Choosing the Right Cell Phone Plan
Choosing a cell phone plan should not be an impulse purchase no matter what the salesperson says. There are a number of features to consider before signing on the dotted line. Coverage, plans, provider technology and how you’ll use it are just the tip of the iceberg.
Pre-paid or Billed
Pre-paid cell phones are becoming more common and available with more features than just a couple years ago, but they aren’t for everyone. You might be a pre-paid phone candidate if:
You are only going to use your cell phone for emergencies
You do not anticipate using your mobile for more than 20 minutes per month
Your credit is poor and qualifying for a monthly billed cell phone is impossible
You are purchasing the cell phone for a teenager and don’t want to pay the harsh fees for minute overages of traditional billed plans
You are going to be visiting overseas (or the US) for a limited amount of time. Purchase a pre-paid cell in that country as you arrive.
You do not want to sign a service contract
Traditional monthly-billed cell phone plans are the most common and have their own ideal users. You might be a monthly-billed cell plan candidate if:
You anticipate using your phone more than 20 minutes a month
You want access to features like text messaging and web surfing without paying out the nose
You will call long distance more than once a month on your cell phone
You want a phone loaded with features
You like the flexibility some service plans offer, like traveling to Canada and Mexico without paying roaming fees or higher per-minute charges
Select a Carrier
Once you know the type of plan you’d like, it’s time to select a carrier. In addition to the service providers’ websites, ask your neighbors and friends in the area about their experiences with service providers. You don’t want to sign up for service only to find their coverage is spotty in your area or that you frequent areas that are subject to roaming.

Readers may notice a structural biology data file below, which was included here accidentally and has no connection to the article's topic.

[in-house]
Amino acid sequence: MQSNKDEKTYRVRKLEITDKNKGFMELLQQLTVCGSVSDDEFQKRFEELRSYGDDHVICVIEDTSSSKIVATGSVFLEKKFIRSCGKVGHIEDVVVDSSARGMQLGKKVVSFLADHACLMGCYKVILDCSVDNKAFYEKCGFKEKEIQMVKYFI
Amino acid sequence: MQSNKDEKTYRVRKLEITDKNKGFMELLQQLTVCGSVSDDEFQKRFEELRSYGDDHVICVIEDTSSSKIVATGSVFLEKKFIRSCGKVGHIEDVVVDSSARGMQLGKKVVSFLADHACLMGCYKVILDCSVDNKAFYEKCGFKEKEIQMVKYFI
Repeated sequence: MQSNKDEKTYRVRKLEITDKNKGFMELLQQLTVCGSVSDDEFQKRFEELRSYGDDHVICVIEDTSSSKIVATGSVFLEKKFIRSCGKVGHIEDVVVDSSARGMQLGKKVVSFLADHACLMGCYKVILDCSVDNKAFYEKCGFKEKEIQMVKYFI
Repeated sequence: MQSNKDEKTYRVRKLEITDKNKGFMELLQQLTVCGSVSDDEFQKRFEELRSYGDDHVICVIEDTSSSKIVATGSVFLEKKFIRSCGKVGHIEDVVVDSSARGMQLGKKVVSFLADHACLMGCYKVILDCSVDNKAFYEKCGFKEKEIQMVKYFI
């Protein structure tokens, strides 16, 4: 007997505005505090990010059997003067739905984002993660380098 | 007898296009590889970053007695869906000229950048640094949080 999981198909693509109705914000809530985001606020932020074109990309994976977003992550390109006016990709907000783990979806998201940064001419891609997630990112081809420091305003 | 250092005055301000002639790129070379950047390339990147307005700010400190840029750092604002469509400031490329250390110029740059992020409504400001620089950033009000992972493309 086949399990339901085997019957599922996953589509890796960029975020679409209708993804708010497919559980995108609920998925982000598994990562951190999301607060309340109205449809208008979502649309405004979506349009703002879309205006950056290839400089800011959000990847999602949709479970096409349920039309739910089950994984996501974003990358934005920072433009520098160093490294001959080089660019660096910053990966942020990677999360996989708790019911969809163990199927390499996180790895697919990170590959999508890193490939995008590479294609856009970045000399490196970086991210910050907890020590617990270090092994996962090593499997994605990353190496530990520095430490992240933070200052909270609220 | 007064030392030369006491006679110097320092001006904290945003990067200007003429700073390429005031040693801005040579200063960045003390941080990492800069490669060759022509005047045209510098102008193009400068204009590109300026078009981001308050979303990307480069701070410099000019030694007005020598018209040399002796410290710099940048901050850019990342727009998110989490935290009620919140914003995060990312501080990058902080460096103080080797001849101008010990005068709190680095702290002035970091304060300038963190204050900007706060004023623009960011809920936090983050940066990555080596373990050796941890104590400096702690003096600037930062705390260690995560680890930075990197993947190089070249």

If you are in a rural area, consider calling the local sheriff’s office or fire houses to find out which cellular provider they use. Law enforcement and emergency services require reliable, consistent service, just like you. Calling to find out which provider they use may help sway your decision.
Another aspect of the service provider to consider is the geographical calling options they offer and match them to the types of calls you’ll make. Are almost all of your calls local to your city or state? A local plan might suffice. If you call within a two state regional radius, look for a provider that offers a regional plan. If you know and call people from one coast to the other and everywhere in between, you probably need a national calling plan.
The smaller your coverage area, the smaller your monthly service fee will be. Be aware that calling outside your coverage area will cost considerably more. Take a good look at your land-line call history to determine who and where you call most.
Down to the Minute
Most wireless service providers offer numerous minutes plans. Essentially, you buy the minutes you believe you’ll use in blocks. If you sign up for a 500 minute plan and use just 100, you pay the same as if you’d used all 500. Go over, though, and you’ll pay your agreed-upon 500 minute service fee plus a hefty overage fee per minute. Some plans do offer a carryover of unused minutes to the next month, typically with caps on the number of minutes allowed and expiration.